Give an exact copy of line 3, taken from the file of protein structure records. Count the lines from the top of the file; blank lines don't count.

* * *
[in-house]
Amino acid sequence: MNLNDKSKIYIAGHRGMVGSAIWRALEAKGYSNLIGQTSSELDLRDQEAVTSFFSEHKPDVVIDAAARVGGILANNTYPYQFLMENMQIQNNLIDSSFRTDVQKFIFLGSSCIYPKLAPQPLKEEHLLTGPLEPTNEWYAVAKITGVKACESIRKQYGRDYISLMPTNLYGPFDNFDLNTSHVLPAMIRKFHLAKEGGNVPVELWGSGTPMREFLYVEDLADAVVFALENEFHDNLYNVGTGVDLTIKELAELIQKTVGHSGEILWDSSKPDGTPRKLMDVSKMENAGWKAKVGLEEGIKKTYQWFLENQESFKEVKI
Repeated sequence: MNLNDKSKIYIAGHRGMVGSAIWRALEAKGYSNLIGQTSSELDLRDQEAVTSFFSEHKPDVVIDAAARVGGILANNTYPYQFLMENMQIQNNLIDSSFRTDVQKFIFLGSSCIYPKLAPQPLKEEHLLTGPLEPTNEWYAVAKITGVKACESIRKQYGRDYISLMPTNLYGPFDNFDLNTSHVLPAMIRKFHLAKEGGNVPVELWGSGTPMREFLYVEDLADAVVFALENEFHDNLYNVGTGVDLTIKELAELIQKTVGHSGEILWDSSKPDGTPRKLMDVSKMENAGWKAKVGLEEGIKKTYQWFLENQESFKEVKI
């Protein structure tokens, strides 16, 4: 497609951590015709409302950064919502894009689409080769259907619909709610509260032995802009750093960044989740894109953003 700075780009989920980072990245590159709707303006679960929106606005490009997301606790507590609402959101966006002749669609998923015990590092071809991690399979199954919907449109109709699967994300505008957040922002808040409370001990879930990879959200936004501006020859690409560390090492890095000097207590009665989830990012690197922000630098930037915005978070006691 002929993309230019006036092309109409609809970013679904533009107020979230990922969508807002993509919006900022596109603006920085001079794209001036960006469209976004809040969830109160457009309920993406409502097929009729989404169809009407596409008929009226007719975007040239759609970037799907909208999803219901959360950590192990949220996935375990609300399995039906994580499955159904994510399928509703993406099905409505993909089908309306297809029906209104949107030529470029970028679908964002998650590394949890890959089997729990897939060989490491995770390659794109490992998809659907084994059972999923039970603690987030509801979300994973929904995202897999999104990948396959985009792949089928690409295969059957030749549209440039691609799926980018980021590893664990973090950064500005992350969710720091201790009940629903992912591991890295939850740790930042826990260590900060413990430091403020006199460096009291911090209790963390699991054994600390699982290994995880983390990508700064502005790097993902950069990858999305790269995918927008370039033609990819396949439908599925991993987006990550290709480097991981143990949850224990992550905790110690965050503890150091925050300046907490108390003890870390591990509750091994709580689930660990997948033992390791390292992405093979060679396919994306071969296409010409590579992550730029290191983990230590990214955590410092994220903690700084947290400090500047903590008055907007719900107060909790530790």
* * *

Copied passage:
Repeated sequence: MNLNDKSKIYIAGHRGMVGSAIWRALEAKGYSNLIGQTSSELDLRDQEAVTSFFSEHKPDVVIDAAARVGGILANNTYPYQFLMENMQIQNNLIDSSFRTDVQKFIFLGSSCIYPKLAPQPLKEEHLLTGPLEPTNEWYAVAKITGVKACESIRKQYGRDYISLMPTNLYGPFDNFDLNTSHVLPAMIRKFHLAKEGGNVPVELWGSGTPMREFLYVEDLADAVVFALENEFHDNLYNVGTGVDLTIKELAELIQKTVGHSGEILWDSSKPDGTPRKLMDVSKMENAGWKAKVGLEEGIKKTYQWFLENQESFKEVKI